War Stories

Glaukos and Sarpedon


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Was there a greater war story, ever, than Homer’s Iliad? It’s almost a crime to call the Iliad a war story, by so many magnitudes does it transcend that and every other genre. What works of literature stand beside it? The Bible. The Bhagavad-Gita. The collected works of Shakespeare. Not much else.


The death of Sarpedon, from the Euphronios krater, 515 B.C.

I took a full-semester course in the Iliad in college. I got a D. I wish I could take that class over, because, after a few decades in the trenches of the storytelling craft, I’ve acquired a keen appreciation for the challenges that Homer faced in conceiving and composing this epic—and for how masterfully he solved them.

Today let’s consider one item only: minor characters.

The architecture of the Iliad has heroes stacked in tiers, if you’ll forgive a term from this season’s presidential debate coverage. As Homer’s champions duel each other before the walls of Troy, third-tier heroes (Agenor, Teukros, Antiphos) fall to second-tier heroes (Odysseus, Diomedes, Aeneas), who in turn are slain or bested in other ways by first-tier heroes (Hector, Achilles).

Glaukos and Sarpedon are third-tier heroes, but look at the speeches that Homer gives them (translation by Richmond Lattimore):

SARPEDON: Glaukos, why is it you and I are honored with pride of place, the choice meats and the filled wine-cups in Lykia, and all men look on us as if we were immortals, and we are appointed a great piece of land by the banks of the Xanthos, good land, orchard and vineyard, and ploughland for the planting of wheat? Therefore it is our duty in the forefront of the Lykians to take our stand and bear our part of the blazing of battle, so that a man of the close-armoured Lykians may say of us, “Indeed these are no ignoble men who are lords of Lykia, these kings of ours, who feed upon the fat sheep appointed and drink the exquisite sweet wine, since indeed there is strength of valour in them, since they fight in the forefront of the Lykians.”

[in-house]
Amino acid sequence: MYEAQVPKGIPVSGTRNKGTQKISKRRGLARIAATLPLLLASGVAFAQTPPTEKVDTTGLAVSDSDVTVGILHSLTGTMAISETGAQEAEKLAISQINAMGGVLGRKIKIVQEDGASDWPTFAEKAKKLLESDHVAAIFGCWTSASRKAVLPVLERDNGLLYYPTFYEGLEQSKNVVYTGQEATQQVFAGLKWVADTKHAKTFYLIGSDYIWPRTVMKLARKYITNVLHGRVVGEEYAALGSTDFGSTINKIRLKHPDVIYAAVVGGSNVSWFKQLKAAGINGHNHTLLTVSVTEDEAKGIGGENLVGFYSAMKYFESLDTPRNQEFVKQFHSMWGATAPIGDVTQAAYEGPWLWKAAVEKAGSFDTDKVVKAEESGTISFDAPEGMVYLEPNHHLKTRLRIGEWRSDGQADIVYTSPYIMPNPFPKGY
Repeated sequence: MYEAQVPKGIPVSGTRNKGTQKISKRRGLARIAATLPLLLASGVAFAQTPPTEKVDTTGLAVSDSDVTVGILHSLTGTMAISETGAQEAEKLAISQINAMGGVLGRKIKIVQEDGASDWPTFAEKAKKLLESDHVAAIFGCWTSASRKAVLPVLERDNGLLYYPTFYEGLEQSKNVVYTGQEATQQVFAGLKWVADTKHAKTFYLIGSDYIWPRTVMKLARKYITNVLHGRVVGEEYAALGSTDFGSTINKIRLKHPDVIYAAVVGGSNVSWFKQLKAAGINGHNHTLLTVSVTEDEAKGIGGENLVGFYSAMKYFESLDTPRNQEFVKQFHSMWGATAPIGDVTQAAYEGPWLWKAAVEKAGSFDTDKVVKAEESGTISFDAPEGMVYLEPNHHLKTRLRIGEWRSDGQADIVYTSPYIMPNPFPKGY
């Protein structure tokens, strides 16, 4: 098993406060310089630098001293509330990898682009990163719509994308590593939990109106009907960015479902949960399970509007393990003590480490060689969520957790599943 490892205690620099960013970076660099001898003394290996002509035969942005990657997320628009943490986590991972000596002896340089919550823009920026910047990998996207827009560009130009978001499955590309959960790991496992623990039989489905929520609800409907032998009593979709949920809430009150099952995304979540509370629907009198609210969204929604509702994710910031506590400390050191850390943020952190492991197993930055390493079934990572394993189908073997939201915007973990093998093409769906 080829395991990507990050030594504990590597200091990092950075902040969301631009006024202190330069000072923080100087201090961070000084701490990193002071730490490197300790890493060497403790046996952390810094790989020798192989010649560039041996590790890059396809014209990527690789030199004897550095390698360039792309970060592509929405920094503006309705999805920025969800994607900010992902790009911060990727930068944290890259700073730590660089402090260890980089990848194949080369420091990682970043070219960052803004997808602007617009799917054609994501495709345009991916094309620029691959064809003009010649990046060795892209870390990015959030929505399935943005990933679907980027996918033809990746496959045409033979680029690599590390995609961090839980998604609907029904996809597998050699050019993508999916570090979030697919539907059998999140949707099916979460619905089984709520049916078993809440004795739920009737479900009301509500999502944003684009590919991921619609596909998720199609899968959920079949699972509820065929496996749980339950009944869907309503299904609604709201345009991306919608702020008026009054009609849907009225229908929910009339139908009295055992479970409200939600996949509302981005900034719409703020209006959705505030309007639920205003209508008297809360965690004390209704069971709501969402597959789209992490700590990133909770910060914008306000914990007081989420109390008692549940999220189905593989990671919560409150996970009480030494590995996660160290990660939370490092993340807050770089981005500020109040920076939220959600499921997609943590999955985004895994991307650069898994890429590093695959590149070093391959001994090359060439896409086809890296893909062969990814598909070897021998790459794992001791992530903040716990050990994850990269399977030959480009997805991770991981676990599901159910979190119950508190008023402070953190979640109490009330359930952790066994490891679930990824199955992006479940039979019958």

Sarpedon was the son of Zeus and Laodameia; he and Glaukos were princes of the country of Lykia in Asia Minor. They were allies of the Trojans; they had rallied to the aid of Priam and fought beside Hector in defense of Troy. The root glauk- in Greek means “gray,” thus “Glaukos” means “gray-eyed.” Here is that hero, on the battlefield, answering the challenge of the Greek champion Diomedes:

GLAUKOS: High-hearted son of Tydeus, why ask of my generation? As is the generation of leaves, so is that of humanity. The wind scatters the leaves on the ground, but the live timber burgeons with leaves again in the season of spring returning. So one generation of men will grow while another dies. [Glaukos goes on to cite his descent from Bellerophon, who among other feats captured and tamed the winged horse Pegasus and rode him when he slew the monster Chimera]. But Hippolochos begot me … sent me to Troy and urged upon me repeated injunctions, to be always among the bravest, and hold my head above others, not shaming the generation of my fathers, who were the greatest men in Ephyre and again in wide Lykia.

Sarpedon, in the end, would be slain by Patroklos, prompting Hektor to enter the fray to save his ally’s corpse from being dishonored. The death of Patroklos brings Achilles at last back into battle and leads to the climactic clash between him and Hektor that would seal the fate of Troy.

But, presaging this several books earlier, Homer gives Sarpedon this brief speech, addressed again to his dear friend Glaukos, which, in brilliant economy, sums up the warrior code of the Iliad’s Age of Heroes:

SARPEDON: Man, supposing you and I, escaping this battle, would be able to live on forever, ageless, immortal, so neither would I myself go on fighting in the foremost nor would I urge you into the fighting where men win glory. But now, seeing that the spirits of death stand close about us in their thousands, no man can turn aside nor escape them, let us go on and win glory for ourselves, or yield it to others.